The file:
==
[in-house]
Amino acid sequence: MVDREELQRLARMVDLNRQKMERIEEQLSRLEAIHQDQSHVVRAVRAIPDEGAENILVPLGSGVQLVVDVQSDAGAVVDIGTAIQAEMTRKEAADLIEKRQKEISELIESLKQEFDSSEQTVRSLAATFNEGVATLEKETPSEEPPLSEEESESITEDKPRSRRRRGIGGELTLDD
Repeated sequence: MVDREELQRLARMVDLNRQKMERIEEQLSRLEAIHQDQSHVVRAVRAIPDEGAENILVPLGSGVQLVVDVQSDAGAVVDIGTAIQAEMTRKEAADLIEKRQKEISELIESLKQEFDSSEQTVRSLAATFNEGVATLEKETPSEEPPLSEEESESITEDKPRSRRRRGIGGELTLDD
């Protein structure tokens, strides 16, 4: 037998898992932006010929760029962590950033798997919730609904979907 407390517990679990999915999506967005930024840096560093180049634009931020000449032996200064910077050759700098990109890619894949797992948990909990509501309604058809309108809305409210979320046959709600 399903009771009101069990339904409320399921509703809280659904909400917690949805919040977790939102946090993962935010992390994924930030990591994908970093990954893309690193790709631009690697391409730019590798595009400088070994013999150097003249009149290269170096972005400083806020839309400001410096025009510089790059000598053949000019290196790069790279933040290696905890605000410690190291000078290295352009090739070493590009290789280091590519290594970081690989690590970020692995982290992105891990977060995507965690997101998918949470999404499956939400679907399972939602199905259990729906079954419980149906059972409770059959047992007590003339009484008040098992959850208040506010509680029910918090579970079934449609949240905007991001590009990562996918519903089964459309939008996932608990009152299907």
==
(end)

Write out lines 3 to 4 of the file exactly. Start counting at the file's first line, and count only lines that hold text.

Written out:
Repeated sequence: MVDREELQRLARMVDLNRQKMERIEEQLSRLEAIHQDQSHVVRAVRAIPDEGAENILVPLGSGVQLVVDVQSDAGAVVDIGTAIQAEMTRKEAADLIEKRQKEISELIESLKQEFDSSEQTVRSLAATFNEGVATLEKETPSEEPPLSEEESESITEDKPRSRRRRGIGGELTLDD
């Protein structure tokens, strides 16, 4: 037998898992932006010929760029962590950033798997919730609904979907 407390517990679990999915999506967005930024840096560093180049634009931020000449032996200064910077050759700098990109890619894949797992948990909990509501309604058809309108809305409210979320046959709600 399903009771009101069990339904409320399921509703809280659904909400917690949805919040977790939102946090993962935010992390994924930030990591994908970093990954893309690193790709631009690697391409730019590798595009400088070994013999150097003249009149290269170096972005400083806020839309400001410096025009510089790059000598053949000019290196790069790279933040290696905890605000410690190291000078290295352009090739070493590009290789280091590519290594970081690989690590970020692995982290992105891990977060995507965690997101998918949470999404499956939400679907399972939602199905259990729906079954419980149906059972409770059959047992007590003339009484008040098992959850208040506010509680029910918090579970079934449609949240905007991001590009990562996918519903089964459309939008996932608990009152299907």